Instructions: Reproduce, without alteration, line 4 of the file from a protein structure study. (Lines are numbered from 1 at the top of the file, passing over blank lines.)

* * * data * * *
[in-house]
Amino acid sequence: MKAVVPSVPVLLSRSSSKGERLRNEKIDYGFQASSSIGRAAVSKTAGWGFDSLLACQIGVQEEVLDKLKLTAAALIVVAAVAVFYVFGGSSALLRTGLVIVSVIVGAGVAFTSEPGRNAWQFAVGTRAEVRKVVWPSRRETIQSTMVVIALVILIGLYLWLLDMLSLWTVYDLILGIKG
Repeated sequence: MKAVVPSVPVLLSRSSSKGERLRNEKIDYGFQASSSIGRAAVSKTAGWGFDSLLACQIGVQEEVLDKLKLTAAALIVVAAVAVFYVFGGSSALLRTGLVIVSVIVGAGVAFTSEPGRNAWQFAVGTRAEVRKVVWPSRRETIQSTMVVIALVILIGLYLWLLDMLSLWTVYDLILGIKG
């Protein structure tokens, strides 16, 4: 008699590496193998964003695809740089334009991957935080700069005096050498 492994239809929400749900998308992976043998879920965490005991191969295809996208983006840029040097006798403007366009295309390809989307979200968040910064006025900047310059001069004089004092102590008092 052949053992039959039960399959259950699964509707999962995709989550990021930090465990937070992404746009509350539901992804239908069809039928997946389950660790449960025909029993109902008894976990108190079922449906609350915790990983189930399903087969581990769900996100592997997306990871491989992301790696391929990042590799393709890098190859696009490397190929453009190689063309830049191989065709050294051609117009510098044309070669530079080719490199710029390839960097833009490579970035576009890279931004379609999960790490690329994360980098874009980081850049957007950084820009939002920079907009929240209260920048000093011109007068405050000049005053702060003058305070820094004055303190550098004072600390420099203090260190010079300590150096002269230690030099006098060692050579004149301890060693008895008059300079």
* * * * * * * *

């Protein structure tokens, strides 16, 4: 008699590496193998964003695809740089334009991957935080700069005096050498 492994239809929400749900998308992976043998879920965490005991191969295809996208983006840029040097006798403007366009295309390809989307979200968040910064006025900047310059001069004089004092102590008092 052949053992039959039960399959259950699964509707999962995709989550990021930090465990937070992404746009509350539901992804239908069809039928997946389950660790449960025909029993109902008894976990108190079922449906609350915790990983189930399903087969581990769900996100592997997306990871491989992301790696391929990042590799393709890098190859696009490397190929453009190689063309830049191989065709050294051609117009510098044309070669530079080719490199710029390839960097833009490579970035576009890279931004379609999960790490690329994360980098874009980081850049957007950084820009939002920079907009929240209260920048000093011109007068405050000049005053702060003058305070820094004055303190550098004072600390420099203090260190010079300590150096002269230690030099006098060692050579004149301890060693008895008059300079």